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It's the end of free parking in city centre

FREE on-street parking in Dublin city centre would become a thing of the past under new local authority plans.

Dublin City Council has drawn up plans to eliminate the remaining free parking spaces between the northside's Royal Canal and the Grand Canal on the southside.

It would mean that residents who have not chosen paid parking would have the pay-and-display system imposed on their neighbourhood.

This is a departure from the current practice which allows householders to choose whether or not they have paid parking on their street.



SHOPPERS

The council has insisted the move would combat commuter parking, while providing sufficient spaces for shoppers.

It is understood the proposals will be presented to city councillors this week.

Several streets in central areas -- like Buckingham Street in Dublin 1 -- still have free parking.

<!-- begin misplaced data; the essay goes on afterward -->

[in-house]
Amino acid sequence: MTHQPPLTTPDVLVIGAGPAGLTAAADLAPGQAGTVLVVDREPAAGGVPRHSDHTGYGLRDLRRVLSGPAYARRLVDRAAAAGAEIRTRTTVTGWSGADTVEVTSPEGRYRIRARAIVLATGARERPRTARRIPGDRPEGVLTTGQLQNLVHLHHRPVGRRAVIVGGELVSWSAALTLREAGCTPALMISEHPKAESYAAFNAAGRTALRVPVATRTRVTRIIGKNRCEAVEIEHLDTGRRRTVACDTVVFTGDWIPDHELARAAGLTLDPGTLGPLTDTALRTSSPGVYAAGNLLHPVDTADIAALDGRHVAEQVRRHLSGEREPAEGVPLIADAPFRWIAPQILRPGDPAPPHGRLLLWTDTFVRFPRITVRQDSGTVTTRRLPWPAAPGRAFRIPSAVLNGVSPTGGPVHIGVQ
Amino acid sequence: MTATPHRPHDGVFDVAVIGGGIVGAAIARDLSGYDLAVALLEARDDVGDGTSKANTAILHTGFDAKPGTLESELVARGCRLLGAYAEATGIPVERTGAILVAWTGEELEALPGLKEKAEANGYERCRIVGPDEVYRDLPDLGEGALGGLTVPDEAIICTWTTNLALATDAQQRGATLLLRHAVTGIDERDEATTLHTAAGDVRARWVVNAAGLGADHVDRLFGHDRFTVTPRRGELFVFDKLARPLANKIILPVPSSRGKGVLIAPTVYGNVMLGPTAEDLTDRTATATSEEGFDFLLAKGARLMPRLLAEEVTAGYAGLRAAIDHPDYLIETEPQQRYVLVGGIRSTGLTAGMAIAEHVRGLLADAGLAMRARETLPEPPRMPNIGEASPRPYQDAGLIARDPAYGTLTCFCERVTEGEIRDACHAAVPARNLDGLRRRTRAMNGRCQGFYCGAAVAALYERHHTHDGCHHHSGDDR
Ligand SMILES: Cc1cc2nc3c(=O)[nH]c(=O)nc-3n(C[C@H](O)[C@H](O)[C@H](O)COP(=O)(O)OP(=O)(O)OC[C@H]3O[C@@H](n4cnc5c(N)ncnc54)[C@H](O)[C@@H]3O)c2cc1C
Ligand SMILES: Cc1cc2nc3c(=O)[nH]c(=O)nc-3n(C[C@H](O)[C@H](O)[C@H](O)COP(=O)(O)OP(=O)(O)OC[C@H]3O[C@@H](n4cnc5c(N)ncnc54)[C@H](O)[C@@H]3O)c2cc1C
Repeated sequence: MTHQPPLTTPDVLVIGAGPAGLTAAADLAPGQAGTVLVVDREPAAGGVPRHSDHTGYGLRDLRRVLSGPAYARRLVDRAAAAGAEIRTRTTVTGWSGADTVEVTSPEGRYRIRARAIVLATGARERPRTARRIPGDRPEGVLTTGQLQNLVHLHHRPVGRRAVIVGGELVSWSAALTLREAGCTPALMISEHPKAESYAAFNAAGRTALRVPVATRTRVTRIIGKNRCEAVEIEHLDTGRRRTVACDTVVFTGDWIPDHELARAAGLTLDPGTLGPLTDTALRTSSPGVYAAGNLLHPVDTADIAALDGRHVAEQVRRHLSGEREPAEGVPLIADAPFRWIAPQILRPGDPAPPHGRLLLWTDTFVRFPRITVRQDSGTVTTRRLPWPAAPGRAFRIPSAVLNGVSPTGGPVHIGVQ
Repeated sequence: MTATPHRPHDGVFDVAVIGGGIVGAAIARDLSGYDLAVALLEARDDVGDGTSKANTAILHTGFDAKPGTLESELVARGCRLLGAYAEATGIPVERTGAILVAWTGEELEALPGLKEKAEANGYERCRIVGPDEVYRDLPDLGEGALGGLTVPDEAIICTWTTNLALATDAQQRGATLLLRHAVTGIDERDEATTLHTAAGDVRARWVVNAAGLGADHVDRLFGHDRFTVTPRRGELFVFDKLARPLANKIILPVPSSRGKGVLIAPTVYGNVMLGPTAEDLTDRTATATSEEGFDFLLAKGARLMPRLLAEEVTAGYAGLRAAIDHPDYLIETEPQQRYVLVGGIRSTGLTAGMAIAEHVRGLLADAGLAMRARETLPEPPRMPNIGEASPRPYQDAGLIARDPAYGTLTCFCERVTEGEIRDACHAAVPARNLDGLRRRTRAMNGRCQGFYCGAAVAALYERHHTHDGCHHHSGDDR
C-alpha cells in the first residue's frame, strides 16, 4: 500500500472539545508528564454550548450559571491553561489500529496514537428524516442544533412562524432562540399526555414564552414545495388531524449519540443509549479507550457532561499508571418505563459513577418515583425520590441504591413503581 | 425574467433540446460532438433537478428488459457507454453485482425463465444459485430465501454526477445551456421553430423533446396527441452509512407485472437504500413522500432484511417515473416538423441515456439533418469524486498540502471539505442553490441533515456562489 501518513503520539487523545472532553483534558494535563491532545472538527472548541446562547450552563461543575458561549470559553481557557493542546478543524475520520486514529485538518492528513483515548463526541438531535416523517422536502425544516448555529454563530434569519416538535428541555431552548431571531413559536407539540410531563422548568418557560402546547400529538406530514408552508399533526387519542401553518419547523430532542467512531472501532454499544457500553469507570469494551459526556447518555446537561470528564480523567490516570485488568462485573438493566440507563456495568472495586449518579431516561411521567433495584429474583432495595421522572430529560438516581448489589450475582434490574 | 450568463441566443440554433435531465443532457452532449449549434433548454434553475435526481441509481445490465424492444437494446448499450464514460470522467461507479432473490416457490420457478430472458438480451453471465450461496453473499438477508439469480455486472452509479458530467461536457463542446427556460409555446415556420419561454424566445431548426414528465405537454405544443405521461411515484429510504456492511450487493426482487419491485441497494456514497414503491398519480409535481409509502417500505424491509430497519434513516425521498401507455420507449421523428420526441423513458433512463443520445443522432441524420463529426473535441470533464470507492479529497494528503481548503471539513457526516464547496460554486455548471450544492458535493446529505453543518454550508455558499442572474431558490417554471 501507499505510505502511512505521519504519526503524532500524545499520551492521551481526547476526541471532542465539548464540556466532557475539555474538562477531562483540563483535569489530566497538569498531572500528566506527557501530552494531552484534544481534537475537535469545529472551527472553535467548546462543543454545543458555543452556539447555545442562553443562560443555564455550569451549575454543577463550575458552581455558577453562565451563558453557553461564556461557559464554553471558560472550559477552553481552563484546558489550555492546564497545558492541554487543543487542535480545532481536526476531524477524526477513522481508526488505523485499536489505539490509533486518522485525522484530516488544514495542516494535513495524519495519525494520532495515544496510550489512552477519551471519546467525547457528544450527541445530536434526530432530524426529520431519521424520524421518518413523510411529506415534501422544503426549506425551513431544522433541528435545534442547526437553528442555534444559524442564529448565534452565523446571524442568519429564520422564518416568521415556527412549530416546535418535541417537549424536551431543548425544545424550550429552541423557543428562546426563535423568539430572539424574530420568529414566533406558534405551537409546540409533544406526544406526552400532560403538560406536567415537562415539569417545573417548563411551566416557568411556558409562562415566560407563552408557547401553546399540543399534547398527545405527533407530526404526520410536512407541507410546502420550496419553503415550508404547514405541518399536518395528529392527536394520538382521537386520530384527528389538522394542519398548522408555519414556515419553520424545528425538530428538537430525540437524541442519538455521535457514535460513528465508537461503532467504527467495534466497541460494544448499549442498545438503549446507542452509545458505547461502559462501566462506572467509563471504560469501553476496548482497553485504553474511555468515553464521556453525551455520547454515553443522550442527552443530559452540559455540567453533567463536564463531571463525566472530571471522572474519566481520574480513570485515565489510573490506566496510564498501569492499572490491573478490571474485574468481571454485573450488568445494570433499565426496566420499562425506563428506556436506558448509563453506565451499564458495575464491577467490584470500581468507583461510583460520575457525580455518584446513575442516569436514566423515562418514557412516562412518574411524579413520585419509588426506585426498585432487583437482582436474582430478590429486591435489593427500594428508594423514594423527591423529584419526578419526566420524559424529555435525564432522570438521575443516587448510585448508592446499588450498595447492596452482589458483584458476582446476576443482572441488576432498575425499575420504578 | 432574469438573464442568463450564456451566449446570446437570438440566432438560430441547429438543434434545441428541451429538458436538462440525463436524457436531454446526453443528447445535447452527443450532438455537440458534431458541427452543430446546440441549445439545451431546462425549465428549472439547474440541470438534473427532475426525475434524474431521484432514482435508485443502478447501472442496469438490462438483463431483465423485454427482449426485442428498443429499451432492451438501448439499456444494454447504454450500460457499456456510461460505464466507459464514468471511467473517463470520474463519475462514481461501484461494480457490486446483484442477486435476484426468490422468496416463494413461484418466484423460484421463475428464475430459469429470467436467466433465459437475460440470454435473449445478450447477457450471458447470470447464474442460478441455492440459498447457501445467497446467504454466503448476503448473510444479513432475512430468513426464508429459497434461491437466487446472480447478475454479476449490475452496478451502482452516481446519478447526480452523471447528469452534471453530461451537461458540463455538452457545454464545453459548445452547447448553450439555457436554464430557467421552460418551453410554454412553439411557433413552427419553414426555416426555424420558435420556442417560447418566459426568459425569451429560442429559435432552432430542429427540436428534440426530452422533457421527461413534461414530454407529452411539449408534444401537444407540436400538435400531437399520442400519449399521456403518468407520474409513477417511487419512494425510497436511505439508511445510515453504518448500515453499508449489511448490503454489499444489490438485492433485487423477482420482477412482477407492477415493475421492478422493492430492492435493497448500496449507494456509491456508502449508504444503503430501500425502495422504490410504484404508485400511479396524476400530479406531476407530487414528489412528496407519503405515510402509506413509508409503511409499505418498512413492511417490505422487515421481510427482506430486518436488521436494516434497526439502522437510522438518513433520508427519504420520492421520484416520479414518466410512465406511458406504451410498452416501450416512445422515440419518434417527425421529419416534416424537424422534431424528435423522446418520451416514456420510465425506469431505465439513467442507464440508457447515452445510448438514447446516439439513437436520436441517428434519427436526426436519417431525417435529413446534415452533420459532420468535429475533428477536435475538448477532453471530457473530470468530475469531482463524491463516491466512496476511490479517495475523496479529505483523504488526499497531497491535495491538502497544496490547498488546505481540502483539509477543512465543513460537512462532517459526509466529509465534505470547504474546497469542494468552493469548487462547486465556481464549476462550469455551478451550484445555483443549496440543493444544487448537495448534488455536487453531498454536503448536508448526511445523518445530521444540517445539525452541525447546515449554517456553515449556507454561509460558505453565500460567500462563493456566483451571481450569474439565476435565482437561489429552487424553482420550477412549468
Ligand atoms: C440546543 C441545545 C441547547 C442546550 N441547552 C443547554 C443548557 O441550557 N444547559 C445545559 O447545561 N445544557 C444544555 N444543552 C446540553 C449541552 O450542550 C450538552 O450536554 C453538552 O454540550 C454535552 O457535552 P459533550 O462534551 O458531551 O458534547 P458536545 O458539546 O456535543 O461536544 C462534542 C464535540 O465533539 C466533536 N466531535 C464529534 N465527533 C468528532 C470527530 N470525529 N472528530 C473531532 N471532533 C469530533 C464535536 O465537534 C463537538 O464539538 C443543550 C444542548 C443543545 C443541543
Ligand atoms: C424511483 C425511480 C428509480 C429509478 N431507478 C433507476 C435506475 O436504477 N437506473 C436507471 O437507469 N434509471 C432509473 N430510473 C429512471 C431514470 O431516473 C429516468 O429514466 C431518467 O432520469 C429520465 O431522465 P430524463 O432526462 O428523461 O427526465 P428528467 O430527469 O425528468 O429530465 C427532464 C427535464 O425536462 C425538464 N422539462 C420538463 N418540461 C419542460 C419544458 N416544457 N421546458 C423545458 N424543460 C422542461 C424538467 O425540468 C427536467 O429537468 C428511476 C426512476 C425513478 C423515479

However, the spaces are in high demand from workers and generally fill up very quickly in the morning.

The council's policy is to encourage people to change from using private cars to taking public transport, cycling and walking.

Its on-street parking policy is designed to encourage the shift, it says.

On-street parking is priced and limited to a maximum of three hours in order to deter long-stay parking in the city centre and surrounding areas.

The local authority has around 33,000 pay-and-display parking spaces.

The cost of parking enforcement, operated by Dublin Street Parking Services, was €9.2m in 2010. The expense far outstripped the income from fines and clamping, which stood at €4.5m.

Nearly 20,000 permits are issued to residents who live in controlled parking areas.

In general, householders have asked for free spaces to be eliminated from their neighbourhoods when the area is heavily used by commuters.



RESIDENTS

The council's income from paid parking has gone from €28.6m in 2008 to €26.8m in 2009.

The figure for last year was just over €25m.

Parking permits for residents cost €40 for one year or €70 for two years.

comurphy@herald.ie